Ocean level rise is known as one of the most disquieting effects of global warming, with more than three billion people living on the coast or less than 200 kilometres land inward and one tenth of the world population living … Continue reading →
Jellyfish are increasing in the majority of the world’s coastal ecosystems, according to the first global study of jellyfish abundance by University of British Columbia researchers.
Population trends of native and invasive species of jellyfish by Large Marine Ecosystem. Red increase (high certainty), orange increase (low certainty), green stable/variable, blue decrease, grey no data. Circles represent discrete chronicles with relative sizes reflecting the Confidence Index.
As ocean temperatures rise, some species of corals are likely to succeed at the expense of others, according to a report published online on April 12 in the Cell Press journal Current Biology that details the first large-scale investigation of climate effects on corals.
Researchers at Oregon State University have definitively linked an increase in ocean acidification to the collapse of oyster seed production at a commercial oyster hatchery in Oregon, where larval growth had declined to a level considered by the owners to be “non-economically viable.”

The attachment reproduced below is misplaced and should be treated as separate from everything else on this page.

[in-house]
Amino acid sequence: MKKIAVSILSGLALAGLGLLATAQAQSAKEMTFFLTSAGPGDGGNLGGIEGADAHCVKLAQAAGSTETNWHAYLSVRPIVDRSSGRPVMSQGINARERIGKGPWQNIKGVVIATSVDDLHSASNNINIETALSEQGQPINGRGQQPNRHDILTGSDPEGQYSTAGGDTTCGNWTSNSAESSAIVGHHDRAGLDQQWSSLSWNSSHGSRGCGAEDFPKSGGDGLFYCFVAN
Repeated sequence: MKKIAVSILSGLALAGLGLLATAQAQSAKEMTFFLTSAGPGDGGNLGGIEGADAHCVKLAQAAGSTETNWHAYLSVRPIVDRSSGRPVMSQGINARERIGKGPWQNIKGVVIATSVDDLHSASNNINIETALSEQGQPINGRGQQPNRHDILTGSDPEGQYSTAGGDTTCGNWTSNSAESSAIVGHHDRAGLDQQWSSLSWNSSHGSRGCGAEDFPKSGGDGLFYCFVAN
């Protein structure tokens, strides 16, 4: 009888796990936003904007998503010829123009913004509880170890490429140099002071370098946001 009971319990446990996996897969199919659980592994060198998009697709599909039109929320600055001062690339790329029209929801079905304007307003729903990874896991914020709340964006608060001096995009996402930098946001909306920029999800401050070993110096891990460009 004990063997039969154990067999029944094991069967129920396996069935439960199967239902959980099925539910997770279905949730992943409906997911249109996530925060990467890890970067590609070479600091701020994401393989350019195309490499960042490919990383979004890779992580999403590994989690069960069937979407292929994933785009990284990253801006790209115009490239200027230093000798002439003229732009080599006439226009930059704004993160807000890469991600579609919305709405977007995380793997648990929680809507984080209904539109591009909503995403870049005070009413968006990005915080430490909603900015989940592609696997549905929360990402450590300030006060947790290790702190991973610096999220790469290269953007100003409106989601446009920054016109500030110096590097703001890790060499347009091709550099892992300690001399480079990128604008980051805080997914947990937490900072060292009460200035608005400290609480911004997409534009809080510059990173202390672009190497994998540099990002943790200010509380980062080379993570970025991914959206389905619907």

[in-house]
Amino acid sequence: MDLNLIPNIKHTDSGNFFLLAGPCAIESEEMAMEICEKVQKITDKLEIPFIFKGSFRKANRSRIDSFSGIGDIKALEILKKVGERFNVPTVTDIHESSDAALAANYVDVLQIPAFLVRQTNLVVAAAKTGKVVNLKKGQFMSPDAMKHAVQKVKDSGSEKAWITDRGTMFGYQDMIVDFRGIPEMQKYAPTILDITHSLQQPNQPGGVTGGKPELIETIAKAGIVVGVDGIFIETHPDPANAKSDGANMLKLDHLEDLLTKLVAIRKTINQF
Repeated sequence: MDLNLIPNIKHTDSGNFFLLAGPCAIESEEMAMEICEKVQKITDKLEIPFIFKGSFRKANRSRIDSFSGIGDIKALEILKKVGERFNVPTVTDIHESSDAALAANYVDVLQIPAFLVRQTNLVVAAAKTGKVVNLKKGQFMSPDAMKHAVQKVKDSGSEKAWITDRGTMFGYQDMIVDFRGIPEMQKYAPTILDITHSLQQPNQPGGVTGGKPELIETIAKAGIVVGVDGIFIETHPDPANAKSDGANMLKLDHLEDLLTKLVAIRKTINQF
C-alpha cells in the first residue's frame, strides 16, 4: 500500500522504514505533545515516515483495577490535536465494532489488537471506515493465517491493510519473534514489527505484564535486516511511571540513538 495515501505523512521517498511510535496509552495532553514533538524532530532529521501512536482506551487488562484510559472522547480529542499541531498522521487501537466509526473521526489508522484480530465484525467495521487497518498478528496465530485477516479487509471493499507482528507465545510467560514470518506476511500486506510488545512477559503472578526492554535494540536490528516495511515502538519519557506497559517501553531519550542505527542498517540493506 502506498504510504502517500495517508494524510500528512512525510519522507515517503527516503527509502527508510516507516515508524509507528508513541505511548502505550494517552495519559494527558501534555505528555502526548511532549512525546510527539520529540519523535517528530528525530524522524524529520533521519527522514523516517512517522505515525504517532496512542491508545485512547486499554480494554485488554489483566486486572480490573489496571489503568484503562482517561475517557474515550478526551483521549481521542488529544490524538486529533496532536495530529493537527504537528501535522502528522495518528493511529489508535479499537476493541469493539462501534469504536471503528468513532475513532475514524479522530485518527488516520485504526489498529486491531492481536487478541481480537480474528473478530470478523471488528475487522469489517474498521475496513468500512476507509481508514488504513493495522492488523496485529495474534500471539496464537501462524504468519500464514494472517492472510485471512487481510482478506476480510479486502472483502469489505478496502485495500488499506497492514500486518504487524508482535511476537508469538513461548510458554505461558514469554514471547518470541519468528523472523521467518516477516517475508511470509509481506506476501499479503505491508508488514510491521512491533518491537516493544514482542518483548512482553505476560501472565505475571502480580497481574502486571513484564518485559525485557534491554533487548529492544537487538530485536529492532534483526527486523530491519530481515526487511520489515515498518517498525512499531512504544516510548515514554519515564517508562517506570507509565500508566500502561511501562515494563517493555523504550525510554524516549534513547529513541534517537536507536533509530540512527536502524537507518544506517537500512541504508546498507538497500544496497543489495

With atmospheric and oceanic CO2 levels rising and the consequent acidification of the oceans, marine life has to adapt rapidly if they want to stay around. Especially calcium carbonate skeleton building organisms are affected by the rapidly dwindling seawater pH … Continue reading →
MOC stands for Meridional Overturning Circulation, and although it refers to the same global pattern of ocean currents (‘conveyor belt’) as the thermohaline circulation, this story shows why actually MOC is the more accurate name, as it is not just … Continue reading →